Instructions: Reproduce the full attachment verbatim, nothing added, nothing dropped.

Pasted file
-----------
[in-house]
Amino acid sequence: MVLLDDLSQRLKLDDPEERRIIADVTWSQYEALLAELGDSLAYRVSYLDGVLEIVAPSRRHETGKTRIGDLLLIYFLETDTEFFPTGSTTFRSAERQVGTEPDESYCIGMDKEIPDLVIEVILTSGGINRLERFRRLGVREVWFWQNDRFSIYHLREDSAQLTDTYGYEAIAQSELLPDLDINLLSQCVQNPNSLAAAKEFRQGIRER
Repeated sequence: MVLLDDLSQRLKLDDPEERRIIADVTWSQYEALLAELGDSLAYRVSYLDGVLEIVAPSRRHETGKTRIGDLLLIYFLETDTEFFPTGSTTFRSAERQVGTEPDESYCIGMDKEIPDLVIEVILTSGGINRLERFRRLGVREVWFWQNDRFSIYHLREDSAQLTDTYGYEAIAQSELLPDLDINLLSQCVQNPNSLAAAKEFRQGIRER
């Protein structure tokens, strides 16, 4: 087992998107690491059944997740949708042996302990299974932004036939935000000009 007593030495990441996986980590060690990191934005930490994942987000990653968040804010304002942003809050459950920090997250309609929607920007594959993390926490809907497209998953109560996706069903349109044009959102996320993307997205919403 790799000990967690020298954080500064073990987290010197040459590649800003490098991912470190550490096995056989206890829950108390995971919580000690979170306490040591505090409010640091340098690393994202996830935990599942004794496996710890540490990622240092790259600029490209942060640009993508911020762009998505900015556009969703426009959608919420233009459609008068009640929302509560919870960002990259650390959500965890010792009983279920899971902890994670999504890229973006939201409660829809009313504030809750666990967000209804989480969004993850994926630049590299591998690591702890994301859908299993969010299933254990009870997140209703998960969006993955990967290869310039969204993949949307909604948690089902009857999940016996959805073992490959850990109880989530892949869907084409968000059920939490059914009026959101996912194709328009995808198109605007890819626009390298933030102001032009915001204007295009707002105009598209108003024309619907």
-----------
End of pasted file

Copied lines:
[in-house]
Amino acid sequence: MVLLDDLSQRLKLDDPEERRIIADVTWSQYEALLAELGDSLAYRVSYLDGVLEIVAPSRRHETGKTRIGDLLLIYFLETDTEFFPTGSTTFRSAERQVGTEPDESYCIGMDKEIPDLVIEVILTSGGINRLERFRRLGVREVWFWQNDRFSIYHLREDSAQLTDTYGYEAIAQSELLPDLDINLLSQCVQNPNSLAAAKEFRQGIRER
Repeated sequence: MVLLDDLSQRLKLDDPEERRIIADVTWSQYEALLAELGDSLAYRVSYLDGVLEIVAPSRRHETGKTRIGDLLLIYFLETDTEFFPTGSTTFRSAERQVGTEPDESYCIGMDKEIPDLVIEVILTSGGINRLERFRRLGVREVWFWQNDRFSIYHLREDSAQLTDTYGYEAIAQSELLPDLDINLLSQCVQNPNSLAAAKEFRQGIRER
């Protein structure tokens, strides 16, 4: 087992998107690491059944997740949708042996302990299974932004036939935000000009 007593030495990441996986980590060690990191934005930490994942987000990653968040804010304002942003809050459950920090997250309609929607920007594959993390926490809907497209998953109560996706069903349109044009959102996320993307997205919403 790799000990967690020298954080500064073990987290010197040459590649800003490098991912470190550490096995056989206890829950108390995971919580000690979170306490040591505090409010640091340098690393994202996830935990599942004794496996710890540490990622240092790259600029490209942060640009993508911020762009998505900015556009969703426009959608919420233009459609008068009640929302509560919870960002990259650390959500965890010792009983279920899971902890994670999504890229973006939201409660829809009313504030809750666990967000209804989480969004993850994926630049590299591998690591702890994301859908299993969010299933254990009870997140209703998960969006993955990967290869310039969204993949949307909604948690089902009857999940016996959805073992490959850990109880989530892949869907084409968000059920939490059914009026959101996912194709328009995808198109605007890819626009390298933030102001032009915001204007295009707002105009598209108003024309619907």